In a study of National Cancer Database data reported in a research letter in JAMA Oncology, Salazar et al found little difference in baseline cancer mortality rates between U.S. states that expanded Medicaid enrollment and nonexpansion states prior to expansion in 2009 and immediately following expansion in 2015. As stated by the investigators, the findings will be important to identifying the potential future impact of Medicaid expansion on cancer outcomes.
The study used data from patients with a diagnosis of lung, colon, breast, or prostate cancer to compare mortality in states that expanded Medicaid from January 2014 to December 2017 (expansion states) with that in nonexpansion states. Mortality was compared among patients diagnosed in 2009 (before the Affordable Care Act and expansion) and in 2015 (immediately following expansion and thus likely before any association of expansion with mortality risk would be evident). Survival differences between expansion and nonexpansion states were analyzed using adjusted Cox proportional hazards models.
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A total of 723,778 patients were included in the analysis; of these, 24.5% had lung cancer, 7.8% had colon cancer, 43.2% had breast cancer, and 24.5% had prostate cancer. Overall, 55% of patients were treated in expansion states and 45% were treated in nonexpansion states.
Across all states, age-adjusted cancer death rates ranged from 117.2 to 137.5/100,000 population to 158.0 to 178.3/100,000 population.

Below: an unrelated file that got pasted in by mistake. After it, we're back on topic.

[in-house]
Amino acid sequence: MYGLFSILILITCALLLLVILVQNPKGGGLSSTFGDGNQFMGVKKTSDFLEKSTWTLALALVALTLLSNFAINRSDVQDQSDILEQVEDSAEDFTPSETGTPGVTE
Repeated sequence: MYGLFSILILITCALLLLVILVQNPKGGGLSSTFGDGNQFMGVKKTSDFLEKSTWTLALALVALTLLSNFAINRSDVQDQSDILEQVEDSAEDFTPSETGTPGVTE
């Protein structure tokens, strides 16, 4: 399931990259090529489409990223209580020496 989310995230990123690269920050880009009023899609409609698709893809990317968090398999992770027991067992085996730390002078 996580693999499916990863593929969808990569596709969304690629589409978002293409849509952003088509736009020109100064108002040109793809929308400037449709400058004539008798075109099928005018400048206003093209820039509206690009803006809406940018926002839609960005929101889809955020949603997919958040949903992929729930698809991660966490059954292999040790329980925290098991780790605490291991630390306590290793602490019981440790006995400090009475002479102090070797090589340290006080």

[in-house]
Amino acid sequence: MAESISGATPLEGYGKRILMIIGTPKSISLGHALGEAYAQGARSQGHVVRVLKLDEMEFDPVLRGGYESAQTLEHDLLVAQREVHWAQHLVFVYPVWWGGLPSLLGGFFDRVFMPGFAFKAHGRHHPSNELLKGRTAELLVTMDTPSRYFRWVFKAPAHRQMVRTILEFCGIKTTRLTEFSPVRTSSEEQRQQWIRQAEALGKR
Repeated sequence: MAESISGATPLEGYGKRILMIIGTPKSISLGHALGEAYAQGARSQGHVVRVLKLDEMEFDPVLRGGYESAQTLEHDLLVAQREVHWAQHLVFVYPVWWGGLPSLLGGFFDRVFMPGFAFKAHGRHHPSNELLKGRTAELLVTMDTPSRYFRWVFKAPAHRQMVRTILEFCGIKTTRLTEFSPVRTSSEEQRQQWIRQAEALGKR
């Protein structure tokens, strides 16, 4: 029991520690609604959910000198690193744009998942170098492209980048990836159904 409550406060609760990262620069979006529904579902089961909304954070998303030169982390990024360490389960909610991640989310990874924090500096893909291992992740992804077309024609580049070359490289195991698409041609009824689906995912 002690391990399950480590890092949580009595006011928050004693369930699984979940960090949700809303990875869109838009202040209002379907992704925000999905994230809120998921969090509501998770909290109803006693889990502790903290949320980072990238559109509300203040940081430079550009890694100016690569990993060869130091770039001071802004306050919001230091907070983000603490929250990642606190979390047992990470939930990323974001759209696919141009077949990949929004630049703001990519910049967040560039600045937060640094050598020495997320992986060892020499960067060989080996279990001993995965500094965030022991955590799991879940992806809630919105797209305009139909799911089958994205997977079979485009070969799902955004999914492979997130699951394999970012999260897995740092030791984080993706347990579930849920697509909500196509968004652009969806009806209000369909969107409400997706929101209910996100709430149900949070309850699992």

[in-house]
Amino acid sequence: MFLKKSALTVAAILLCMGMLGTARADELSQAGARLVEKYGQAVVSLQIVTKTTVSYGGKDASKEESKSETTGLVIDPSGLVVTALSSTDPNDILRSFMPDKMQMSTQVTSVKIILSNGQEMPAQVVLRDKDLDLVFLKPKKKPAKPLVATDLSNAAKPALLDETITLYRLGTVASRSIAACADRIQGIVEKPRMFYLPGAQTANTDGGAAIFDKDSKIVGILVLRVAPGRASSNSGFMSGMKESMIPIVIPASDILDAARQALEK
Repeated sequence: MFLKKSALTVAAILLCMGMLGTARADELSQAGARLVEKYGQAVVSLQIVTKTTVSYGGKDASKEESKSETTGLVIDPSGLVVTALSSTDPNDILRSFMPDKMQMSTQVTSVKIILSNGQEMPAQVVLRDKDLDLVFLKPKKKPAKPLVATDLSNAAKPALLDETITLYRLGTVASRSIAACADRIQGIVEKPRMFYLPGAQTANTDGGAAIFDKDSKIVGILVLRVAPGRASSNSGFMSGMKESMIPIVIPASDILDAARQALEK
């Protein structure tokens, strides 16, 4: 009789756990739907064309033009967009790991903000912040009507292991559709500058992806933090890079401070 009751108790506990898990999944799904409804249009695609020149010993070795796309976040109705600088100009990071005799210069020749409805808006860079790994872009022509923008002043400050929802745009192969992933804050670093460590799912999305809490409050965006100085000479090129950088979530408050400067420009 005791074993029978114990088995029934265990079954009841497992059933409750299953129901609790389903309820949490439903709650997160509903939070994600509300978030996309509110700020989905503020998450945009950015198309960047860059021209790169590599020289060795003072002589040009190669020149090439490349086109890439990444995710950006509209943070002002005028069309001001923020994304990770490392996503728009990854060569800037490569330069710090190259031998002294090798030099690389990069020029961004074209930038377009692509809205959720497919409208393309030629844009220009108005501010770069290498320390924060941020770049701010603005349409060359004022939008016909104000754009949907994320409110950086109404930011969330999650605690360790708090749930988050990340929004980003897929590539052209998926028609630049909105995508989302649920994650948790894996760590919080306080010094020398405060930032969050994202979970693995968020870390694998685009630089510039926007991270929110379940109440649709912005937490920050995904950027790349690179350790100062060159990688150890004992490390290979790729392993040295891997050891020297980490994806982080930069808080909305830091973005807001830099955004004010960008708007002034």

For lung cancer, treatment in nonexpansion states was associated with a small but significant reduction in mortality risk in both 2009 (hazard ratio [HR] = 0.98, 95% confidence interval [CI] = 0.96–0.99, P = .01) and in 2015 (HR = 0.96, 95% CI = 0.94–0.98, P < .001).
For colon cancer, treatment in nonexpansion states was associated with a small but significant increase in mortality risk in 2009 (HR = 1.06, 95% CI = 1.02–1.09, P < .001), with no difference in 2015 (HR = 1.02, 95% CI = 0.98–1.06).
For breast cancer, no significant differences in mortality risk for nonexpansion vs expansion states were observed in 2009 (HR = 0.98, 95% CI = 0.96–1.01) or 2015 (HR = 0.98, 95% CI = 0.95–1.01).
For prostate cancer, no significant differences in mortality risk for nonexpansion vs expansion states were observed in 2009 (HR = 1.00, 95% CI = 0.98–1.03) or 2015 (HR = 0.99, 95% CI = 0.94–1.03).
The investigators concluded, “The study results suggest that despite considerable state-to-state heterogeneity in cancer survival, there were no clinically meaningful baseline differences in cancer mortality between expansion and nonexpansion states…[The] study indicates that, overall, similar cancer care is being offered in states that did and did not expand Medicaid. Establishing this baseline is critical in accurately describing and characterizing the association that Medicaid expansion might have with cancer survival.”
Daniel J. Boffa, MD, of the Division of Thoracic Surgery, Yale School of Medicine, is the corresponding author for the JAMA Oncology article.
Disclosure: The study was supported by a grant from the National Center for Advancing Translational Science. For full disclosures of the study authors, visit jamanetwork.com.The content in this post has not been reviewed by the American Society of Clinical Oncology, Inc. (ASCO®) and does not necessarily reflect the ideas and opinions of ASCO®.